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Every year, we single out three days to draw attention to the issues addressed by WASH, the WHO/UNICEF Joint Monitoring Programme for Water, Sanitation and Hygiene.
Global Handwashing Day at school - Benin © Harald van der Hoek
22 March – World Water Day
In 1992, the United Nations designated 22 March as annual World Water Day. This international day draws attention to the importance of freshwater and its sustainable management by highlighting a specific aspect each year, such as ‘Women and water’, ‘Water for cities’ or ‘Water and energy’, to name but a few of the past themes. Awareness activities are organised in our partner countries and here in Belgium we help coordinate the ‘Walks for water’ campaign, bringing thousands of students into the streets marching in solidarity with the millions of people who still need to cover many miles every day to fetch water. But Protos believes more can be done on World Water Day and wishes to encourage and help others to create their own campaign around 22 March. Care to add your drop to the pond and organise your own event? Then click www.voordrinkwater.be.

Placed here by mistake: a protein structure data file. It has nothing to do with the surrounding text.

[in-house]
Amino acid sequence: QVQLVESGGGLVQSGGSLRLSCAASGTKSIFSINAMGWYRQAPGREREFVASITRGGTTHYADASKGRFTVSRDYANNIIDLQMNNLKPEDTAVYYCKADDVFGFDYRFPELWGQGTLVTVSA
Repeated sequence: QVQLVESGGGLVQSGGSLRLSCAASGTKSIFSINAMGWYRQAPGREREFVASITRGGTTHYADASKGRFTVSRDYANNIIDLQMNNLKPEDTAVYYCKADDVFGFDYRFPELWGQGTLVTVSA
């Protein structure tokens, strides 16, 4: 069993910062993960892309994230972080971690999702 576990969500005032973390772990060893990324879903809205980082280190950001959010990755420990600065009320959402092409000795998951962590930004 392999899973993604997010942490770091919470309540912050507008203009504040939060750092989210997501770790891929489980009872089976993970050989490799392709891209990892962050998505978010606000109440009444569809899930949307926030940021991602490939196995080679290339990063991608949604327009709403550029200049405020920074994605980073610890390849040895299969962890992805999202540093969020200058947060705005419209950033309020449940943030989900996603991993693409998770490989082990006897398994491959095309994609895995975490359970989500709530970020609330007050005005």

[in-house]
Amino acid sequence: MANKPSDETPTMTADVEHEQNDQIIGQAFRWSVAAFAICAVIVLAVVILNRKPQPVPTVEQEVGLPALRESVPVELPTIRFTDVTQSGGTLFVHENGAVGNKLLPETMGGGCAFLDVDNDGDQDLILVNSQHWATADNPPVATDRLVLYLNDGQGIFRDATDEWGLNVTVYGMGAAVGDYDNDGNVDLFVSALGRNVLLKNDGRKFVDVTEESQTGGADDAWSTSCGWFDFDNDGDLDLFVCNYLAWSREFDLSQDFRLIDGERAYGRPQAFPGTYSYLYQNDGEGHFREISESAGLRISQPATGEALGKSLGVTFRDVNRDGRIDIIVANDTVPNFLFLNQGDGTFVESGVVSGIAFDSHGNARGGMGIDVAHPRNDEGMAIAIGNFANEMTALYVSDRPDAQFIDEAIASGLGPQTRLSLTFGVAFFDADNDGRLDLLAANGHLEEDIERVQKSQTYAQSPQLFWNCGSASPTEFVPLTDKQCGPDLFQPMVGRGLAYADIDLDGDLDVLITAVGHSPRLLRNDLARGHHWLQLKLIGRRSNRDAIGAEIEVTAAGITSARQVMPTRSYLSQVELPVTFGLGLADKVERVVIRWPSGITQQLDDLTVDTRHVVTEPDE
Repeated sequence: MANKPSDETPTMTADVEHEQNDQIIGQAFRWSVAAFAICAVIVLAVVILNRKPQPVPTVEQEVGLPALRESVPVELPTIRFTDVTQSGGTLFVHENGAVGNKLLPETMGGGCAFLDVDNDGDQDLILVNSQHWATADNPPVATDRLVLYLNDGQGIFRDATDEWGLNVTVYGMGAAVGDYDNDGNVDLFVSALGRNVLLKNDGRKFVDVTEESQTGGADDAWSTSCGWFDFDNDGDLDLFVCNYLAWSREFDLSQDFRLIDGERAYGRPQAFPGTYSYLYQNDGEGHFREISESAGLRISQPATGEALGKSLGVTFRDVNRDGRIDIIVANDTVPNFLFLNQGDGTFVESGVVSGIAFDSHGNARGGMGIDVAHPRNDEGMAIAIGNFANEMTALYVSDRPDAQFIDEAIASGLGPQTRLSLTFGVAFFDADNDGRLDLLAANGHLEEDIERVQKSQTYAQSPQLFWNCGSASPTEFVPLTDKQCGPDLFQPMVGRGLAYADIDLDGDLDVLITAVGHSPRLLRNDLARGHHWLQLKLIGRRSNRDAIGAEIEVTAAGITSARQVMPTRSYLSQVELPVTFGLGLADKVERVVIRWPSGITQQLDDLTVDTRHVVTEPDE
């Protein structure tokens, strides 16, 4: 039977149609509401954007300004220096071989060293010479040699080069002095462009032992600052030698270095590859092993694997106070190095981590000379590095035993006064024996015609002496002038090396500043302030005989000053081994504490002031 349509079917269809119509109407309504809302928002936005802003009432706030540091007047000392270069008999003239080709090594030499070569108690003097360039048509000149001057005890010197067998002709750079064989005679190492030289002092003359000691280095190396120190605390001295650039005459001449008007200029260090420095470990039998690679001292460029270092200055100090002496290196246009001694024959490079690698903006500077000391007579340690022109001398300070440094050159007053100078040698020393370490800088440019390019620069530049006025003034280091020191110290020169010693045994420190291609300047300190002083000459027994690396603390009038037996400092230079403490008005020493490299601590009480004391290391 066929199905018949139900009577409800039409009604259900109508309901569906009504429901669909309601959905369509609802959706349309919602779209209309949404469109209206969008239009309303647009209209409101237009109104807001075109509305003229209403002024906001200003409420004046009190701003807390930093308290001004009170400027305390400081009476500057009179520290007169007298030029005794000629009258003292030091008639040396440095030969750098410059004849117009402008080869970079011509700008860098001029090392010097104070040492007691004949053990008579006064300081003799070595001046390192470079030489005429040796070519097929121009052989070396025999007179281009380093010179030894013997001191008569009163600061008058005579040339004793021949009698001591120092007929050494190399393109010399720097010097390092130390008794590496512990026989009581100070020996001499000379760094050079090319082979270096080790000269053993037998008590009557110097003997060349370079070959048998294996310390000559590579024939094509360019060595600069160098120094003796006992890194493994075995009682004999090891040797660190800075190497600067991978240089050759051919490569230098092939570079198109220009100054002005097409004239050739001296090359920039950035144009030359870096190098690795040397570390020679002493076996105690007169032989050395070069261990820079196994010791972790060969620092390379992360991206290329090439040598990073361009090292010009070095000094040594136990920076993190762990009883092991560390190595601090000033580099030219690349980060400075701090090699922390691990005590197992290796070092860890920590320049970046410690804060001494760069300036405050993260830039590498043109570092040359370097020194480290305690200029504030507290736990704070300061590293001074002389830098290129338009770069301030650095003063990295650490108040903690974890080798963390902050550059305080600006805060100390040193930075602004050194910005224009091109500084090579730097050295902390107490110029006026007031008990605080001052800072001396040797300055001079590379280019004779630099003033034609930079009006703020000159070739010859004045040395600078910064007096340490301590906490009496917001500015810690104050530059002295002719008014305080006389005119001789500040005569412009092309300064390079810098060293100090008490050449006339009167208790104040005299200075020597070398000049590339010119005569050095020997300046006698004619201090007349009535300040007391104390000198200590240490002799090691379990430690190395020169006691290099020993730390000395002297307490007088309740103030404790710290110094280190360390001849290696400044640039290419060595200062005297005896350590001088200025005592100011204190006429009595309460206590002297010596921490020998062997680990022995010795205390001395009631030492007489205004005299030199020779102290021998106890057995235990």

15 October – Global Handwashing Day
In order to reduce child mortality, 15 October was proclaimed Global Handwashing Day in 2008. Indeed, washing hands with soap reduces the risk of diarrhoea by no less than 47%. In countries such as Haiti and Benin, Protos acts as prime promoter of World Handwashing Day. In Belgium also we create an annual awareness event! More information on this issue can be found on our theme site www.allemaalwash.be.
19 November – World Toilet Day
World Toilet Day, an international event started in 2001 and observed annually on 19 November, was formally recognised by the United Nations in 2013. Today, one third of the world population - or 2.5 billion people - does not have proper sanitation and 1 billion people still defecate in the open. This allows disease to spread rapidly and unchecked, as human faeces are a fertile breeding ground for viruses and bacteria. Half of all girls worldwide go to schools where no (clean) toilets are available. Because of this lack of privacy, many of them stop attending school when they enter puberty.